Taking Stock: The Companies To Buy Are Those People Hate
Professional investors jump in and out based on fear and greed.
Do you sometimes read the newspaper and wonder what happened to all the rational people? You're not alone. In the investment world, one could easily argue that between emotion and logic, emotion will rule the day.
For example, I was talking to some of my colleagues the other day about the logic of semiconductor stock behavior. Clearly, the recent bad-earnings news from Advanced Micro Devices, Cypress Semiconductor, and others hit the market hard. Technology stocks, in general, have been rallying, especially semiconductors, as the sentiment by many investors and traders was that the current earnings news was so bad, it couldn't possibly get worse. In other words, they were trying to time the exact bottom for the price decrease of semiconductor stocks.
The problem, as I see it, isn't the speculators. They're the people who make liquidity in this market with the daily betting on stock direction. What always amazes me is that some very bright investment people, instead of basing their decisions on facts and fundamentals, vote with their emotions. There's a range of valuations and different valuation metrics, not all exact, that patient investors can use to help guide whether to buy or sell. I see too many of the so-called professional investors jumping in and out of technology stocks based more on fear and greed than rationale. Maybe this wouldn't bother me so much if they weren't paid so much money.
In other recent news, some Wall Street analysts are predicting the death of enterprise software. Enterprise software is far from dead, in my opinion. There may be less innovation than during the boom years of the late '90s as many businesses struggle to adopt the new technologies created in the prior cycle. However, innovation goes on. I heard an interesting data point the other day. A major venture-capital firm had most of its partners working on health-care startups, primarily biotechnology and devices, and only one partner working on enterprise software. This bodes well for the current software vendors, as future competition may be limited.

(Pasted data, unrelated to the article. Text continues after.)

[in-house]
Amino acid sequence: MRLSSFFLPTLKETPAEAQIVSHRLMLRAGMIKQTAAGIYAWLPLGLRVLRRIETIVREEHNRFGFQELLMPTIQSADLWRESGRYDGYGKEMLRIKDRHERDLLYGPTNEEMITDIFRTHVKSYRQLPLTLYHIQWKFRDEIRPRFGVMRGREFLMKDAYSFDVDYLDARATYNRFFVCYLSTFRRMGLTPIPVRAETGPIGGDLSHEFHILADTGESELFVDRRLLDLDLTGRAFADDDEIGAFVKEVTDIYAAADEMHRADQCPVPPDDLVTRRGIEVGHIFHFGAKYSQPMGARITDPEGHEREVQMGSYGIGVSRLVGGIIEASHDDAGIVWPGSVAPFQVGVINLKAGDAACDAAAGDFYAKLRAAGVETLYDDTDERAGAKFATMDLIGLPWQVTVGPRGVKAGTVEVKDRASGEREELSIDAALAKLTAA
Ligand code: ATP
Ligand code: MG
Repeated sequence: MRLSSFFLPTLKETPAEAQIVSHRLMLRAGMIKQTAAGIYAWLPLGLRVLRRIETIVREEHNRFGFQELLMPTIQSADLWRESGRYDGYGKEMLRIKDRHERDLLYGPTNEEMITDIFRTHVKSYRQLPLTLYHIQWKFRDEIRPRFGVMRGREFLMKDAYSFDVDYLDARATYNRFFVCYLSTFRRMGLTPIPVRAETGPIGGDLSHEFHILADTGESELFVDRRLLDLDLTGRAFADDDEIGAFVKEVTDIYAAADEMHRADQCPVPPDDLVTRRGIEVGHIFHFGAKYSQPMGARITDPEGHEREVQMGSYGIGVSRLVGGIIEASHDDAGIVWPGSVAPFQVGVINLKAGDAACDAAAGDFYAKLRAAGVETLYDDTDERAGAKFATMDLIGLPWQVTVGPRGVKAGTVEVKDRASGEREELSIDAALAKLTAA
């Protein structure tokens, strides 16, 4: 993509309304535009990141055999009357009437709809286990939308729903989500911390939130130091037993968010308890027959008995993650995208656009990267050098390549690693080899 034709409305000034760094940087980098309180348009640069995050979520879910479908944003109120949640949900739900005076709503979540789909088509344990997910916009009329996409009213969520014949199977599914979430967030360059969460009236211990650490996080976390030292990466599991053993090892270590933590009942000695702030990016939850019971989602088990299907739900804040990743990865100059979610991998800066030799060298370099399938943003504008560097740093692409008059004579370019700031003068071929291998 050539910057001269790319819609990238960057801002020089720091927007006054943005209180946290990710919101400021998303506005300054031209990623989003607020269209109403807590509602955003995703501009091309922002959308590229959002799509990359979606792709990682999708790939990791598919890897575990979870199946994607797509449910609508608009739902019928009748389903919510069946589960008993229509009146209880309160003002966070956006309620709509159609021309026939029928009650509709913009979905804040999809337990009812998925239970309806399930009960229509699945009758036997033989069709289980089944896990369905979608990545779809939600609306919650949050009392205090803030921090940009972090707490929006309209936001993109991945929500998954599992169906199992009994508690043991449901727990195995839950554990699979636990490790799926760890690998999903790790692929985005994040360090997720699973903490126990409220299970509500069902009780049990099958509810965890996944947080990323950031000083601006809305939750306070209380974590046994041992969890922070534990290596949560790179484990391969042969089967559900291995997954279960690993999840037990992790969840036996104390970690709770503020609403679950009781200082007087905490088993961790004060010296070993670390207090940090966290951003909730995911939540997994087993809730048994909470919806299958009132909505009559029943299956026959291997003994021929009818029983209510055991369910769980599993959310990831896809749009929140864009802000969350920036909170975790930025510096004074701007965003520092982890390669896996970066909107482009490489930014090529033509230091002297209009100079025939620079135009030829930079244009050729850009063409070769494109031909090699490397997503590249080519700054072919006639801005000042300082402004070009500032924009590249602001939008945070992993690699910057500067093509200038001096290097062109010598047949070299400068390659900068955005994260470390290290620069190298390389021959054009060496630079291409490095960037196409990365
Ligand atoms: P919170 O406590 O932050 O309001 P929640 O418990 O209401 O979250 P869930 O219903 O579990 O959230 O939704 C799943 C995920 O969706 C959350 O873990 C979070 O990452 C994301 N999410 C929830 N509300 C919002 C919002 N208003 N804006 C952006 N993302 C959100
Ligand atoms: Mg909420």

I'm not saying that enterprise software companies are going to grow by leaps and bounds; companies that have historically emphasized the mainframe side of the business such as BMC, Computer Associates, and Compuware are having a hard time growing their top lines at all. However, distributed companies such as BEA Systems, SAP, Siebel, and Veritas are still making headway. Oh, yes, even that little company called Microsoft was able to realize double-digit revenue growth last quarter. Isn't it surprising that Siebel Systems, which many investors had given up for dead, announced an upside in new licenses and the stock jumped more than 20% on the day? So much for efficient markets.
Enterprise software spending will continue in cycles, like any other business. We may be in a soft patch right now, but I believe demand will recover. Just remember to buy the companies when people hate them. In my opinion, small, forgotten companies such as Chordiant Software and Opsware may start looking a lot better in the future.
William Schaff is chief investment officer at Bay Isle Financial LLC, which manages the InformationWeek 100 Stock Index. Reach him at firstname.lastname@example.org. This article is provided for information purposes only and should not be used or construed as an offer to sell, a solicitation of an offer to buy, or a recommendation for any security. Bay Isle has no affiliation with, nor does it receive compensation from, any of the companies mentioned above. Bay Isle's current client portfolios may own publicly traded securities in one or more of these companies at any given time.
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